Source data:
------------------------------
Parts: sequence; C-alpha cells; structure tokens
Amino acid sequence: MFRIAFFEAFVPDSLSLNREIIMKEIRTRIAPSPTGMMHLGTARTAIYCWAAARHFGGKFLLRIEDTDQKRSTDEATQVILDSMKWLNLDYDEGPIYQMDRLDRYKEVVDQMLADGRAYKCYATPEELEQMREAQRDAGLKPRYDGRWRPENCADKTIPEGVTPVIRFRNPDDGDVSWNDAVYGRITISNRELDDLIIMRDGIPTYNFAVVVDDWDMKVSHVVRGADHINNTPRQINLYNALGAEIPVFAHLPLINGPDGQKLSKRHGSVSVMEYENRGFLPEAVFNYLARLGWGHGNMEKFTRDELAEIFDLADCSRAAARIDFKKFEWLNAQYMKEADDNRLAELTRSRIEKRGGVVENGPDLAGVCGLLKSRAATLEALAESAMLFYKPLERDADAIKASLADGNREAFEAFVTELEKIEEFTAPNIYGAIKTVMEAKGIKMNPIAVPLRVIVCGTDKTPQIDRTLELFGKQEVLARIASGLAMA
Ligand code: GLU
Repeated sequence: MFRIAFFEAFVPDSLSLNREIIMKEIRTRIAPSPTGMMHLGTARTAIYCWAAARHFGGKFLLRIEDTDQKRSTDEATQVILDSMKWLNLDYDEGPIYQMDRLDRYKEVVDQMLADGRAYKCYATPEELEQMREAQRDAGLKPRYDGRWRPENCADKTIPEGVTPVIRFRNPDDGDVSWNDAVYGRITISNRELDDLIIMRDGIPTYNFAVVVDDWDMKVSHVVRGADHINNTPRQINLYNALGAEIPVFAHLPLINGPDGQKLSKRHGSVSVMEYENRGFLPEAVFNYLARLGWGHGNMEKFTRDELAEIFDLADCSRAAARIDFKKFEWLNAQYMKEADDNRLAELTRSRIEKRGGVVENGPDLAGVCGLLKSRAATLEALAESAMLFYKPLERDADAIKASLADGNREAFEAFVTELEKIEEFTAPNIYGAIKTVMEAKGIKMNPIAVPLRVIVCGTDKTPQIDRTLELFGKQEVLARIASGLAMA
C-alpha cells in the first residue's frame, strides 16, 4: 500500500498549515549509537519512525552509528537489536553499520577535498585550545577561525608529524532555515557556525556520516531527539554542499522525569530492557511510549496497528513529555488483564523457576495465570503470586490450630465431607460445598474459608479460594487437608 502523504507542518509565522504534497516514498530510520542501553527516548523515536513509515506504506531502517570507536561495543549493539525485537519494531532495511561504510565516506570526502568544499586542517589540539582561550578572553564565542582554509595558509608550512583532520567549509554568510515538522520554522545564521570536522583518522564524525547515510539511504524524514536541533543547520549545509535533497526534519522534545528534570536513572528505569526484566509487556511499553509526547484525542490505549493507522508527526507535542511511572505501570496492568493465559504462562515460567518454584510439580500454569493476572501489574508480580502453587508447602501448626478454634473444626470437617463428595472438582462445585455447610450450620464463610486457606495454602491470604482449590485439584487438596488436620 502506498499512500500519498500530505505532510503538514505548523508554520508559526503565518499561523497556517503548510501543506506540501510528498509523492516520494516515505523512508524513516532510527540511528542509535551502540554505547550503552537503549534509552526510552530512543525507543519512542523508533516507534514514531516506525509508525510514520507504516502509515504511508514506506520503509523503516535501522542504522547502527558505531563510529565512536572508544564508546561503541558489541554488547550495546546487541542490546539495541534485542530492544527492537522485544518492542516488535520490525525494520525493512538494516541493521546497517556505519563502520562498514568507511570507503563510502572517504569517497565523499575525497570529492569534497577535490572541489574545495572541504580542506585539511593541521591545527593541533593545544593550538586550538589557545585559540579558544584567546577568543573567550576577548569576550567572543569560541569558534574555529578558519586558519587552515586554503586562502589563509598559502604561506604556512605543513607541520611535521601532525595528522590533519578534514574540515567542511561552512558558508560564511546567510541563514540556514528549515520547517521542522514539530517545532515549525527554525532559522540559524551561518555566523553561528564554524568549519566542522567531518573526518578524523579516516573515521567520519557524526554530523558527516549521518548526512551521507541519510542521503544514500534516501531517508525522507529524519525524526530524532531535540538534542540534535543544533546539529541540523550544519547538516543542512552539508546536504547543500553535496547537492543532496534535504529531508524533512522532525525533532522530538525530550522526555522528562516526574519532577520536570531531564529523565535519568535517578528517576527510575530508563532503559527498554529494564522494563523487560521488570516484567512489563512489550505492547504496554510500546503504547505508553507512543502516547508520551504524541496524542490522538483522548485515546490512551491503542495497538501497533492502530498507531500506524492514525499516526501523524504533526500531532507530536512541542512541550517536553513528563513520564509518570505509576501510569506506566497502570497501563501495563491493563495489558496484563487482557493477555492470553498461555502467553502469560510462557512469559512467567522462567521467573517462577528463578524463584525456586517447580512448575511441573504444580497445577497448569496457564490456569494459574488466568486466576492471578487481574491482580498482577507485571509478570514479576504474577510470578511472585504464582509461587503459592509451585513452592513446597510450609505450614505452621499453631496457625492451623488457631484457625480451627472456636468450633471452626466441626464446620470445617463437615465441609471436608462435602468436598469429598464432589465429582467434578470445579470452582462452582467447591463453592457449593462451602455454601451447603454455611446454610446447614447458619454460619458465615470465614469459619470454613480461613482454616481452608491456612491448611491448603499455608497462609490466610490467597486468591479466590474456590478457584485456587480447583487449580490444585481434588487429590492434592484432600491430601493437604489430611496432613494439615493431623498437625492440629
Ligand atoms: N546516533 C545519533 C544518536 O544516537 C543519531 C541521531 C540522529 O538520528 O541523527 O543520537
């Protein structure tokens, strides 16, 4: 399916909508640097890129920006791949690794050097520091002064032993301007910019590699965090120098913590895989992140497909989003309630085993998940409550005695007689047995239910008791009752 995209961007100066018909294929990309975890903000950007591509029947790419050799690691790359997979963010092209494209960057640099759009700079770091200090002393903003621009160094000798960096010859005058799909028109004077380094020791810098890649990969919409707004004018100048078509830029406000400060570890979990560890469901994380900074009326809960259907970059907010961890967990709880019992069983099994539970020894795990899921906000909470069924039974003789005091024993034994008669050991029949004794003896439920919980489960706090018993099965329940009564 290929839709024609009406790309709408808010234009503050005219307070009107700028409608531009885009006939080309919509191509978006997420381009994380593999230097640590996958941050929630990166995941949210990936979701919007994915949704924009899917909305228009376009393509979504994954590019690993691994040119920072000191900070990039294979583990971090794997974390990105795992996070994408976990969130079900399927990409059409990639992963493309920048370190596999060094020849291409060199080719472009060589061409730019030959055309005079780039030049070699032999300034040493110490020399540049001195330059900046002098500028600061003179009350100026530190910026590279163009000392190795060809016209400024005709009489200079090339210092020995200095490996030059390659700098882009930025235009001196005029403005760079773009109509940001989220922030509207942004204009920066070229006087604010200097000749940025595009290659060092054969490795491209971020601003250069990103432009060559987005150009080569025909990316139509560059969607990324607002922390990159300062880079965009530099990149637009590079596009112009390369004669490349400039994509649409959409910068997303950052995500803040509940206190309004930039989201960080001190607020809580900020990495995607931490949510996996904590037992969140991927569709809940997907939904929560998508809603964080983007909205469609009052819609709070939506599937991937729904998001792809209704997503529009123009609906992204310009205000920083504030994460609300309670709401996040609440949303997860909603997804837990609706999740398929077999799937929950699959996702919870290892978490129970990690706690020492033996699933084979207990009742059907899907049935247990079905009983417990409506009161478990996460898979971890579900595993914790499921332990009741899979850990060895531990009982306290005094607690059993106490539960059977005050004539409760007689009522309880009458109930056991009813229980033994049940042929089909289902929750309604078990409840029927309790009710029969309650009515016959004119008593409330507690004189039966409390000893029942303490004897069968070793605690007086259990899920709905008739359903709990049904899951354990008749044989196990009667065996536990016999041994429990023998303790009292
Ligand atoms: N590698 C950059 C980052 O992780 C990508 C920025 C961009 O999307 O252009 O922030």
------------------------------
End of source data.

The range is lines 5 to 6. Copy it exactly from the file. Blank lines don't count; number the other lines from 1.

C-alpha cells in the first residue's frame, strides 16, 4: 500500500498549515549509537519512525552509528537489536553499520577535498585550545577561525608529524532555515557556525556520516531527539554542499522525569530492557511510549496497528513529555488483564523457576495465570503470586490450630465431607460445598474459608479460594487437608 502523504507542518509565522504534497516514498530510520542501553527516548523515536513509515506504506531502517570507536561495543549493539525485537519494531532495511561504510565516506570526502568544499586542517589540539582561550578572553564565542582554509595558509608550512583532520567549509554568510515538522520554522545564521570536522583518522564524525547515510539511504524524514536541533543547520549545509535533497526534519522534545528534570536513572528505569526484566509487556511499553509526547484525542490505549493507522508527526507535542511511572505501570496492568493465559504462562515460567518454584510439580500454569493476572501489574508480580502453587508447602501448626478454634473444626470437617463428595472438582462445585455447610450450620464463610486457606495454602491470604482449590485439584487438596488436620 502506498499512500500519498500530505505532510503538514505548523508554520508559526503565518499561523497556517503548510501543506506540501510528498509523492516520494516515505523512508524513516532510527540511528542509535551502540554505547550503552537503549534509552526510552530512543525507543519512542523508533516507534514514531516506525509508525510514520507504516502509515504511508514506506520503509523503516535501522542504522547502527558505531563510529565512536572508544564508546561503541558489541554488547550495546546487541542490546539495541534485542530492544527492537522485544518492542516488535520490525525494520525493512538494516541493521546497517556505519563502520562498514568507511570507503563510502572517504569517497565523499575525497570529492569534497577535490572541489574545495572541504580542506585539511593541521591545527593541533593545544593550538586550538589557545585559540579558544584567546577568543573567550576577548569576550567572543569560541569558534574555529578558519586558519587552515586554503586562502589563509598559502604561506604556512605543513607541520611535521601532525595528522590533519578534514574540515567542511561552512558558508560564511546567510541563514540556514528549515520547517521542522514539530517545532515549525527554525532559522540559524551561518555566523553561528564554524568549519566542522567531518573526518578524523579516516573515521567520519557524526554530523558527516549521518548526512551521507541519510542521503544514500534516501531517508525522507529524519525524526530524532531535540538534542540534535543544533546539529541540523550544519547538516543542512552539508546536504547543500553535496547537492543532496534535504529531508524533512522532525525533532522530538525530550522526555522528562516526574519532577520536570531531564529523565535519568535517578528517576527510575530508563532503559527498554529494564522494563523487560521488570516484567512489563512489550505492547504496554510500546503504547505508553507512543502516547508520551504524541496524542490522538483522548485515546490512551491503542495497538501497533492502530498507531500506524492514525499516526501523524504533526500531532507530536512541542512541550517536553513528563513520564509518570505509576501510569506506566497502570497501563501495563491493563495489558496484563487482557493477555492470553498461555502467553502469560510462557512469559512467567522462567521467573517462577528463578524463584525456586517447580512448575511441573504444580497445577497448569496457564490456569494459574488466568486466576492471578487481574491482580498482577507485571509478570514479576504474577510470578511472585504464582509461587503459592509451585513452592513446597510450609505450614505452621499453631496457625492451623488457631484457625480451627472456636468450633471452626466441626464446620470445617463437615465441609471436608462435602468436598469429598464432589465429582467434578470445579470452582462452582467447591463453592457449593462451602455454601451447603454455611446454610446447614447458619454460619458465615470465614469459619470454613480461613482454616481452608491456612491448611491448603499455608497462609490466610490467597486468591479466590474456590478457584485456587480447583487449580490444585481434588487429590492434592484432600491430601493437604489430611496432613494439615493431623498437625492440629
Ligand atoms: N546516533 C545519533 C544518536 O544516537 C543519531 C541521531 C540522529 O538520528 O541523527 O543520537